There are SO many different kinds of videos you can make for your organization. From how-to content to case studies, explainers, and beyond—the possibilities are practically endless.
Plus, for every different type of video you can make, there are multiple different styles you can approach it from and different orientations you can shoot and share it in.
Wondering how to know which ones are right for your business and goals?
Learn more about the possibilities and test ones that seems like a good fit to see what works and what doesn’t.
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It’s highly likely your business will make lots of different kinds of videos.
Choosing the right video style for each one means thinking about your goals for that video, whether it’s evergreen content or a campaign. Some styles tend to pair better with some video types than others, but feel free to experiment—you don’t know for sure what will work for your audience until you try.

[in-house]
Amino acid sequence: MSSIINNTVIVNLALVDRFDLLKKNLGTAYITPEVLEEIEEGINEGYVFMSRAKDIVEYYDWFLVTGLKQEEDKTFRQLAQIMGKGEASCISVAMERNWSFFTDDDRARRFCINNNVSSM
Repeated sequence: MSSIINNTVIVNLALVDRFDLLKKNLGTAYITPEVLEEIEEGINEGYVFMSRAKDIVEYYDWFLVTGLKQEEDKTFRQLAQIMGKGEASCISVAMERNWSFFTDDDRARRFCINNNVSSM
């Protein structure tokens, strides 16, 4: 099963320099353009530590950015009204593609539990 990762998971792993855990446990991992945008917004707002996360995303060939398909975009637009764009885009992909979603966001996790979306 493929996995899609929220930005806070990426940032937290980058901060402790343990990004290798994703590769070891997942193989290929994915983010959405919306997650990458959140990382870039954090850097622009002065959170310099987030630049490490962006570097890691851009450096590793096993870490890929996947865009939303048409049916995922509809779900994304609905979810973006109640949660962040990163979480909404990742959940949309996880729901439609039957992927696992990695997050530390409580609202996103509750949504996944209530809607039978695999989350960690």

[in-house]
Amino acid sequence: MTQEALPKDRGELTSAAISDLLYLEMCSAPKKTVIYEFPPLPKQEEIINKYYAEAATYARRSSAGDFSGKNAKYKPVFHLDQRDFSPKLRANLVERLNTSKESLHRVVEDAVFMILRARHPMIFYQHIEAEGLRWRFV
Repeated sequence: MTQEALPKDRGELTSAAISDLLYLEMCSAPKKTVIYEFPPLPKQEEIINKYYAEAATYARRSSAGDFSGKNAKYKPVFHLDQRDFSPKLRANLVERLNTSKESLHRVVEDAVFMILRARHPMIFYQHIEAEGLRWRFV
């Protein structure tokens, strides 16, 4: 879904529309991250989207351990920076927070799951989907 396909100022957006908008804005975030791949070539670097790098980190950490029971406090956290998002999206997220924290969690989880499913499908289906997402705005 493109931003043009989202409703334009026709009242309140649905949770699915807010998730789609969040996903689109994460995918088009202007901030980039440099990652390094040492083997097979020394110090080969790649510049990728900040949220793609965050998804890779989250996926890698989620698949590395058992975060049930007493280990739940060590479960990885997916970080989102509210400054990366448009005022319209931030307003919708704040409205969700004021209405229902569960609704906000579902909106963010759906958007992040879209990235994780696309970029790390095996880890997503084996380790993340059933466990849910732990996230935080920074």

Live action constitutes any video comprised of real-world footage, typically including real live people.
It’s one of the most common video styles, likely due in part to its sheer accessibility. Live action videos can range in production quality from smartphone clips up to professionally-produced films.
A lot of different types of video can be made using the live action style.
Often used for explainer videos and brand stories, animation can be an incredibly engaging video style.
Sometimes as entertaining as your childhood favorite Saturday morning cartoons, and other times as practical as an illustration of a concept, there are a bunch of different video animation styles, including:
When it comes to different styles, 2D is typically the most classic-looking animation style, while 3D lends a more Pixar-type feel to characters.
Motion graphics are popular for explainer videos as they illustrate a concept in a clear, often minimalist, style. Animated typography works nicely for quotes and other videos where the text is the most important element.
Stop-motion involves using real objects and capturing movement one frame at a time. It can be done with a variety of materials, but some of the most popular are clay or plasticine (as used in claymation) and paper (as in cut-out animation). It tends to lend a whimsical feel to whatever is being animated.
Animation can even be combined with real-life footage, like HarperCollins Publishing did in a video promoting the latest edition of the Collins English Dictionary.